Military in San Diego, The (No Series)

Military in San Diego, The (No Series)

Language: English

Pages: 144

ISBN: 1467131563

Format: PDF / Kindle (mobi) / ePub


No city is as proud of its military heritage as San Diego, known as Navy Town, USA. Congress also has designated San Diego as the Birthplace of Naval Aviation. However, its community fabric reflects a more diverse and tightly woven relationship with our nations defense. Over the past century, the city has invented and then reinvented itself in response to shifting world affairs and national priorities. It began with a successful campaign to become a West Coast Navy base in the early 1900s. By the 1930s, military aircraft manufacturing drove economic development. After explosive growth in World War II, San Diego emerged as an established military metropolis. At the dawn of the Cold War, San Diego recast itself as a home for Cold War research and development and defense contractors. Today, San Diego is an internationally renowned defense science and technology development center, a city in which one in four jobs and fully 50 percent of regional domestic product are defense related. Like no other city in America, San Diego has grown from a remote military presidio outpost to become a preeminent Pacific powerhouse.

 

 

 

 

 

 

 

 

 

 

 

 

 

 

 

 

 

 

 

Diego. On July 21, 1914, the Navy bought the 75-acre site for its 200,000-watt communications system. The three 600-foot towers were commissioned in January 1917. The first message, tapped out in Morse Code on a silver key made by local jeweler Joseph Jessop, was received by Secretary of the Navy Daniels. The Chollas Heights Naval Radio Transmitting Facility became the most powerful transmitter in the world. (Library of Congress.) Opposite : In the two decades following World War I, San Diego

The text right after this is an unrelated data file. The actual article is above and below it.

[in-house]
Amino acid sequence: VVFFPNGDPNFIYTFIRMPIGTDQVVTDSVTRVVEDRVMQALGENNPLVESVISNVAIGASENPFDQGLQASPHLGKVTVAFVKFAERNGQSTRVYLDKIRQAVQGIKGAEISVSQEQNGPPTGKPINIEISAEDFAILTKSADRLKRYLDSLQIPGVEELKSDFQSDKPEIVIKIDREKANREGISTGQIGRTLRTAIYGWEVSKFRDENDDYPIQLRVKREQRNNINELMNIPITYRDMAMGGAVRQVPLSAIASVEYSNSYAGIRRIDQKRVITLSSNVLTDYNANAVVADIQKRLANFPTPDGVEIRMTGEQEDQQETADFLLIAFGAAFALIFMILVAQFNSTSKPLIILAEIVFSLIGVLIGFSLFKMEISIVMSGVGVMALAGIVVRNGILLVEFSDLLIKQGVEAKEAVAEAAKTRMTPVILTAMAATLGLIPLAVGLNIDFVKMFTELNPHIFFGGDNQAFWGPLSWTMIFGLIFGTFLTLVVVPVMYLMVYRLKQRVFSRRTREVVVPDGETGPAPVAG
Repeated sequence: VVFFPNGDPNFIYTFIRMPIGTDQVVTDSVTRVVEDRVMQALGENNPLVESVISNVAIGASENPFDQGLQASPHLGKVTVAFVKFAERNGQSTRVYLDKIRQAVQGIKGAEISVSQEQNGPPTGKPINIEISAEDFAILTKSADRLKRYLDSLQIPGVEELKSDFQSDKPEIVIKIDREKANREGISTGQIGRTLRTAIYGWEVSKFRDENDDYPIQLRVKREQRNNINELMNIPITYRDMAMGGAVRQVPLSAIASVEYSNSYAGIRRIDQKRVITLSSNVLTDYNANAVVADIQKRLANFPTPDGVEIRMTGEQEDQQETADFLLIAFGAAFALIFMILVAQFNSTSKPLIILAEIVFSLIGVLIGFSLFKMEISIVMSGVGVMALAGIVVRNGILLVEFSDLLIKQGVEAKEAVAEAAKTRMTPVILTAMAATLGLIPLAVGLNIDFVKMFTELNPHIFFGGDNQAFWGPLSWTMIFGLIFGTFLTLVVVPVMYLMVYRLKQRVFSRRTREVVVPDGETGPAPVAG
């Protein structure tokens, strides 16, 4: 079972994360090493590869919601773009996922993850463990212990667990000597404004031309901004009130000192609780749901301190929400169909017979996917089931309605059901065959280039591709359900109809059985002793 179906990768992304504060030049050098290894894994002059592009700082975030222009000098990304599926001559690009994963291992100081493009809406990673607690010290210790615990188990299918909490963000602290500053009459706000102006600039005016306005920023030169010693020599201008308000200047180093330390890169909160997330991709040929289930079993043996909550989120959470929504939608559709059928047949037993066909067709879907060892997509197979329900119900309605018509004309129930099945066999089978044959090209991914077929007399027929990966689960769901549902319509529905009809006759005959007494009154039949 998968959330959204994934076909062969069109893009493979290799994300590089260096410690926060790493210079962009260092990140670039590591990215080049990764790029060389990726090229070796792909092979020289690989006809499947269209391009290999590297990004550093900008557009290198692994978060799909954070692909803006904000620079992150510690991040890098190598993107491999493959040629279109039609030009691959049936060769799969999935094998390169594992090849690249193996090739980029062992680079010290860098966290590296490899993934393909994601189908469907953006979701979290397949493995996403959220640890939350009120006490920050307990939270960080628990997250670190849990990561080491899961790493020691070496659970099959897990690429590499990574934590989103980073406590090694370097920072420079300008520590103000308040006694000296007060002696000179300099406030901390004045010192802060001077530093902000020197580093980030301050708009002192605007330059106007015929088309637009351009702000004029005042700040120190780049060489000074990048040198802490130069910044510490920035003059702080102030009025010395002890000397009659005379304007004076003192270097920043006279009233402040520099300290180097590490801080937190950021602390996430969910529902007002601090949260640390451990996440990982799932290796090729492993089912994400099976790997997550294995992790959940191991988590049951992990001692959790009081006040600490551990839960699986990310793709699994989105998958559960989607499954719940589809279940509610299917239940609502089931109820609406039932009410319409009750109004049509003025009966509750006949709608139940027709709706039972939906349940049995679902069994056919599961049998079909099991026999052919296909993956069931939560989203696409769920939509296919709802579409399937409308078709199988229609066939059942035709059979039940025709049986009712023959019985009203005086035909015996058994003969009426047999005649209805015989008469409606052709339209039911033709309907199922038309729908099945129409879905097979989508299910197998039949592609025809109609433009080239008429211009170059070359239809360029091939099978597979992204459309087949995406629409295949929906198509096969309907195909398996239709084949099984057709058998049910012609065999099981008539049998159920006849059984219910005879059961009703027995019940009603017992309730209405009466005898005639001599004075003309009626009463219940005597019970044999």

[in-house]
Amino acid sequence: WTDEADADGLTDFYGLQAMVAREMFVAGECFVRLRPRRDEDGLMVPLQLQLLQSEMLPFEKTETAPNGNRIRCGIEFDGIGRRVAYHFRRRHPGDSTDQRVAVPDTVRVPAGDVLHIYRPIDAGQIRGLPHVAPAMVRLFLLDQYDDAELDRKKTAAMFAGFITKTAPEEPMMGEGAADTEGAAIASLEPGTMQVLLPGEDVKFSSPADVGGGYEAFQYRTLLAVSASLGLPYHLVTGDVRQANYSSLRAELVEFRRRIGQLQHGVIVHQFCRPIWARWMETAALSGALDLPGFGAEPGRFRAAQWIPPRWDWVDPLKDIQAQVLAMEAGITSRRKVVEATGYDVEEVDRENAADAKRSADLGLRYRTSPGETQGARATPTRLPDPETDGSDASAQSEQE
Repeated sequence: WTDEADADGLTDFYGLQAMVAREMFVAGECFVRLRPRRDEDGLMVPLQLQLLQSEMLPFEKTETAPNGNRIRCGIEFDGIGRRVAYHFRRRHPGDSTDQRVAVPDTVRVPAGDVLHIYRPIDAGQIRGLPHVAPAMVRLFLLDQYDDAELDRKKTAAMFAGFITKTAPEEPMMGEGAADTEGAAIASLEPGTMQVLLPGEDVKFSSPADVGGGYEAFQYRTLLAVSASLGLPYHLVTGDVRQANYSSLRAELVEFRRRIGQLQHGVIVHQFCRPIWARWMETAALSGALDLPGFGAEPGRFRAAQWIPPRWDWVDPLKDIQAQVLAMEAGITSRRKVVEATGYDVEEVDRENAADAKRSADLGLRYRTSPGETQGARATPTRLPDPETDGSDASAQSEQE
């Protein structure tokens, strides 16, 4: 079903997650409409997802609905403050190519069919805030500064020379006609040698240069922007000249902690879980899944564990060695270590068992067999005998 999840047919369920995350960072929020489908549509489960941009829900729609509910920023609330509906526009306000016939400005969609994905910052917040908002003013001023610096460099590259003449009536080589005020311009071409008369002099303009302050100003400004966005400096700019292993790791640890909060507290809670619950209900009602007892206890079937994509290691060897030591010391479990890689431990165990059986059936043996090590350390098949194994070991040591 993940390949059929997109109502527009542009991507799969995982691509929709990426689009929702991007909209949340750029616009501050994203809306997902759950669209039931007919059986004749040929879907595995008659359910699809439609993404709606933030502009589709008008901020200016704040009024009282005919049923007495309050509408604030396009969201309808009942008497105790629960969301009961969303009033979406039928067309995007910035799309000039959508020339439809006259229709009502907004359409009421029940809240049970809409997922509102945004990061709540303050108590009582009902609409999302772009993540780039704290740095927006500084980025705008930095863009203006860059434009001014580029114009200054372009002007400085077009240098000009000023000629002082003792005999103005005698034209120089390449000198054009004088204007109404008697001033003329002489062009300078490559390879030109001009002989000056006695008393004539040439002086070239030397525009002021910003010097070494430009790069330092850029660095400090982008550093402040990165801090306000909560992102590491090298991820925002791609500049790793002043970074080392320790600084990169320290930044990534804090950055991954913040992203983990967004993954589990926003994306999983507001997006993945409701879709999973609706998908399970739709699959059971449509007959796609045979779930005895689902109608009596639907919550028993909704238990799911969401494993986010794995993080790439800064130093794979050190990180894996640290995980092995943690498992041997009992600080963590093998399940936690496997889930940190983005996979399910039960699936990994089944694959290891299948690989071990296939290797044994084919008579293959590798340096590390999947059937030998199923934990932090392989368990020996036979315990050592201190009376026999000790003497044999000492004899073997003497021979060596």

distance. Widening and deepening the bay was necessary for large Navy ships. 74 Navy Town: 1922–1939 The use of dirigibles by the Navy proved hazardous. On May 11, 1932, the USS Akron attempted to dock at Camp Kearny for refueling. On the fourth attempt, three members of the inexperienced ground crew were carried by mooring lines into the air. Within minutes, two fell to their deaths. The third, Bud Cowart, seen at right, held on for more than an hour before he was retrieved by the Akron’s

and tobacco as the local hospitals’ supplies dwindled. The dead were buried at the Army cemetery atop Point Loma. Today, a tall monument marks the site of their graves. 19 The Military in San Diego The federal government designated Point Loma as a military reservation in 1852. Construction of harbor-defense gun emplacements began in 1853 but was halted due to lack of funds. The soldiers were initially housed in this tent encampment on the bay side of the peninsula while awaiting the

city leaders intent on promoting prospective Navy stations, dry docks, and training areas. One of those leaders, William Kettner, later became the area’s congressman in 1912 and continued to press for an expanded and permanent Navy presence in San Diego. 31 The Military in San Diego The armored cruiser USS California was renamed the USS San Diego in 1914. It became the only major American warship lost in World War I, likely from a German mine or torpedo off the coast of New York. This was the

very appreciatively acknowledge our obligation to (the military) for contributing to the success of our fair and for the cordial co-operation which has always been given . . . by the men of the Army and Navy.” City voters approved several transfers of land to the Navy for the development of naval facilities, in one case by a 13,857-305 margin. 44 An Era of Opportunity: 1908–1916 Ellen Browning Scripps played a key role in forming what became the Scripps Institution of Oceanography and national

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